Feedback: Make it easy(er) to work with Git

<rant>I hate git. I hate it with a passion. Using SourceTree is probably making it 100x less complicated than it is but it's still not enough.

What I wish is that SourceTree was so easy a 5 year old could use it. If that's a built in workflow or wizard I don't care.

I'm working with one other person on a project and I've had the following problems:

• You can't pull because you have uncommited changes (ok what do I do?). I don't want to commit because these are settings file. someone says try stashing it. ok. probably should have ignored my settings files but I don't know how to do that.

• I stash the files and pull in the changes (I happen to know why pull is which basically means overwrite my changes).

• Try apply the stash. You can't apply the stash because you haven't commited the files. OK? So I'm totally lost. I try to commit. No files. What do I do?

• I do something and the files are applied or commited. Now I have unable to refresh index, needs merge on 1000 files. What the fuck did I do? How do I get out of this mess?

• Now I just want to start over. There is head, origin, master, master (in Branches), working copy, WIP in stashes. What do I choose? What do I do now?

• I'm in way over my head. I hate git. I hate everything. I never want to work on team projects again. Thinking about archeaology and different career paths. Curl into a ball and weep.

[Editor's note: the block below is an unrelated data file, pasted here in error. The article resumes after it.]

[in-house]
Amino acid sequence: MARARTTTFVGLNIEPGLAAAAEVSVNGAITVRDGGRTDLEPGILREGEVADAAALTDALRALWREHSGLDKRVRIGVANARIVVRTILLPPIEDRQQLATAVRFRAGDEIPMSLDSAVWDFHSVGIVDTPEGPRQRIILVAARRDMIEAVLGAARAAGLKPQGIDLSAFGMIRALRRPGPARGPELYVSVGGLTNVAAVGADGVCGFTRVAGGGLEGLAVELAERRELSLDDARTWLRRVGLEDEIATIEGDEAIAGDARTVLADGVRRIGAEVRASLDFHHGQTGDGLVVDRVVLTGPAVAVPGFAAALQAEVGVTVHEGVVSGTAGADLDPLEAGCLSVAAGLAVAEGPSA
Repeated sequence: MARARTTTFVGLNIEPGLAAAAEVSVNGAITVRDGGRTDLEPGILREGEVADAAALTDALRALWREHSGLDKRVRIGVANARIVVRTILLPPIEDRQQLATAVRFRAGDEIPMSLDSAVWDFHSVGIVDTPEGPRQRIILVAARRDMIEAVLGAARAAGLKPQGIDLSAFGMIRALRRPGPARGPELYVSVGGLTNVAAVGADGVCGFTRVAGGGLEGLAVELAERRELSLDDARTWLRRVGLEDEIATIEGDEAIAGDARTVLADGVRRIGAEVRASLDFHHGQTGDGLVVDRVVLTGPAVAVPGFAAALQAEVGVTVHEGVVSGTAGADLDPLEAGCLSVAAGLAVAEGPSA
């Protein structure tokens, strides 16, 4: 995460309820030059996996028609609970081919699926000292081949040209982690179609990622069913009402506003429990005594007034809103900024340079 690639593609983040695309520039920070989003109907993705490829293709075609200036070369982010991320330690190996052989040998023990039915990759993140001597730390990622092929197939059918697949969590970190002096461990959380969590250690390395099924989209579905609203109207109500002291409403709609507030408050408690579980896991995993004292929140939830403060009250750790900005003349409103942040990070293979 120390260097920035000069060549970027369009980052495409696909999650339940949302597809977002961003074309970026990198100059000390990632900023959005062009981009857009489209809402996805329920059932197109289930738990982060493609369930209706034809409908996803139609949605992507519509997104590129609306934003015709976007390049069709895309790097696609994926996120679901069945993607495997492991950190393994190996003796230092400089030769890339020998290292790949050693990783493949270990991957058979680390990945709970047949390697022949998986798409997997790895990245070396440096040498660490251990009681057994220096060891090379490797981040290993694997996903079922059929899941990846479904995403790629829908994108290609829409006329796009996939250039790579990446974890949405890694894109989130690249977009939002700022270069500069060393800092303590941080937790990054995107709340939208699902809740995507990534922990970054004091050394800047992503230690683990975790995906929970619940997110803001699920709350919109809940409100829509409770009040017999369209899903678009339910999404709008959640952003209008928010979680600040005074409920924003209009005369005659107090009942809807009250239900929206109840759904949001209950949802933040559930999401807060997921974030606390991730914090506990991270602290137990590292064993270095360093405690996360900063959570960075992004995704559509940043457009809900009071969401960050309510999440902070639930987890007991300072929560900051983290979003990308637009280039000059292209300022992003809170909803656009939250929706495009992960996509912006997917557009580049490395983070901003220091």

</rant>

1 answer

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Come down :). I suppose may of us were in your situation at some point when started working with Git :).

I'll share my personal experience. So for about a month shortly after moved from SVN to Git I hated it every day :). Then I spent a day reading tutorials, experimenting in a "dummy" local and remote repository how to achive different thing with Git and learning the different ways things can be done (yeah in Git you can do one and the same in 10 possiblie ways :) ). And after that everyting became easier, so I suggest that you sit and read and try out until you understand how Git works and you might even start to like it then.

On the point -

  • You have settings files that you do not want to commit - mark them as ignored and git will not detect them as changes and you'll be able to pull.. etc without loosing these files. I recommend keeping these files also on separate location in case you make a clean of the rpository including ignored files.
  • Pull will not completrely overwite changes but just fetch from upstream and apply the changes to the checked out branch, but in case you've got changes in files that were changed in the remote branch it will ask you to commit or reset before merging the remote changes in the checked out branch.
  • Since it appears that you've messed up your local repo then start over and manually apply the changes from the stashed commits if possible or try to apply the stashed commit and if something fail just do had reset and then try again, but do not randomly try everything before making reset as it will probably create a big mess

Follow my advice - spend a day reading and trying out that - https://www.atlassian.com/git/tutorial

Hope that helps !

To make things slightly more clear - you can add files to the ignore list by right-clicking on them in SourceTree. This will not work for versioned files. You should remove settings files from Git, and consider adding a defaults settings file (config.default.ini, for example) that you don't need to make modifications to when testing locally.

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Published May 30, 2018 in Sourcetree

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